One troubling implication for privacy with technological and policy development today is the unyielding belief that if somebody considers that something enhances our lives, it should be done.
We are living in a world where our ability to remain private is rapidly diminishing. A recent article highlights that through data analytics, corporations will be able to track our activities, habits and locations with unprecedented precision.
This brings to mind the fascinating thought experiment recently posed by Scott Adams, the creator of Dilbert – Noprivacyville. Adams imagines a city without privacy, where everyone’s movements and activities are tracked and known. The concept of a “transparent society” is not new – David Brin wrote about this more than a decade ago, with a similar sense of “optimism” about such a society.
The underlying premise of the growing field of data analytics, and of life in Noprivacyville, is that our lives are better off when privacy is removed. In the article, a Yahoo executive remarked that “if someone can deliver a compelling, relevant experience for me as a consumer, then I don’t mind it so much”. Adams cites numerous benefits in cost, safety and convenience if our lives (outside of the bedroom and bathroom) are completely open.
For better or worse, many aspects of Noprivacyville exist or are in the process of being developed in the real world. Unsurprisingly, they are being pushed by those with vested interests, all in the name of enhancing our lives for the better.
Law enforcement wants better surveillance and more investigatory powers, to keep us safe. The government wants to collect and consolidate medical records, to improve health services. Advertisers want to track internet usage to deliver relevant, targeted ads. Online companies push location-sharing technology, to enhance our social lives. And this is just the tip of the iceberg.
Often they will insist that we won’t care, that what really matters are the goodies handed out to us. The assumption is that privacy is an annoying barrier and things would necessarily be better without it. This is patently false.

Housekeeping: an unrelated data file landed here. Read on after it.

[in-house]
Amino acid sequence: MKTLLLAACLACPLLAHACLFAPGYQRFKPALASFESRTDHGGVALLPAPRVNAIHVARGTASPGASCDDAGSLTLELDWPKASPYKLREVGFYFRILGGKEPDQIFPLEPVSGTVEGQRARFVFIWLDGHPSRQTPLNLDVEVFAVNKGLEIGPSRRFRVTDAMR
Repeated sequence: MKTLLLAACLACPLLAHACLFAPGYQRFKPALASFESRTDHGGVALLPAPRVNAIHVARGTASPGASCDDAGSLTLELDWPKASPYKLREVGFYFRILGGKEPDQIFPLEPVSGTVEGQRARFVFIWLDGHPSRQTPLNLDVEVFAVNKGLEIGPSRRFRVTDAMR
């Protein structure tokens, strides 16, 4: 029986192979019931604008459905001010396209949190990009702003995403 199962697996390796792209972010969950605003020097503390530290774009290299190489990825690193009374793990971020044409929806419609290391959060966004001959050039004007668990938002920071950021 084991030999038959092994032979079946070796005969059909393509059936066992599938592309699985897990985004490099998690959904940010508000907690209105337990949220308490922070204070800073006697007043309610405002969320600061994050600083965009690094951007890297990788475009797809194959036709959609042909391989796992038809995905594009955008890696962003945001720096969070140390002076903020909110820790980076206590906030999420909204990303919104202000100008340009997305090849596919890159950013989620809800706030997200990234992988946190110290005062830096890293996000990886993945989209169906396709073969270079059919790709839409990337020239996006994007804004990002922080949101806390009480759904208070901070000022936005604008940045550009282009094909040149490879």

Consider what things could really be like if we put each of these propositions together until everyone knows what everyone else is doing. Will people be more wary of what they do, what they say and where they go? Will there be the same level of entrepreneurialism, innovation and creative spirit? A complete lack of privacy could well have a chilling effect on humanity. It also carries the implication that there is no internal moral compass but only the external compass that comes from being observed.
Furthermore – and this is the fundamental point – perhaps we just don’t want to give up our privacy. What we do, where we go, who we associate with – it is our business to decide who knows, no-one else’s unless we are breaking the law or creating some other demonstrable risk to society.
As I have said in the past, privacy is about control – choosing to open up on one’s own terms.
Sure, give us centralised medical records, but let us choose to opt in rather than collating information without our knowledge or consent. Give us better targeted ads, but let us choose not to be tracked if we don’t want them. Give us the ability to share our location, photos and messages, but let us choose how we do it and don’t automatically assume that we want maximum visibility.
At least in Noprivacyville, people have the option of leaving the city if they don’t like what they are experiencing. In the real world, we don’t have that luxury.
Yes, there are real benefits – as well as potential consequences – in giving up our privacy. But there are also benefits in keeping it. Since it is our privacy, the balancing test should be done by us, taking into account our personal predilections.
Corporations and to an extent, governments, should not be able to impose what they think is the right balance. Mark Zuckerberg certainly doesn’t speak for me when he talks about how he thinks individuals want to share information about themselves.
To be fair, the Australian Government is making personalised health records an opt-in option and the Australian Direct Marketing Association has issued a guideline for online behavioural advertising. However, the proof of the pudding will be in how their respective policies are enforced.
It is incumbent on all of us to protect our right to privacy and to hold accountable those who wish to assume away our privacy for whatever benefit they deem worthy to bestow upon us.
Malcolm Crompton is Managing Director of Information Integrity Solutions (IIS), a globally connected company that works with public sector and private sector organisations to help them build customer trust through respect for the customer and their personal information. He was also foundation President of the International Association of Privacy Professionals, Australia New Zealand, www.iappANZ.org.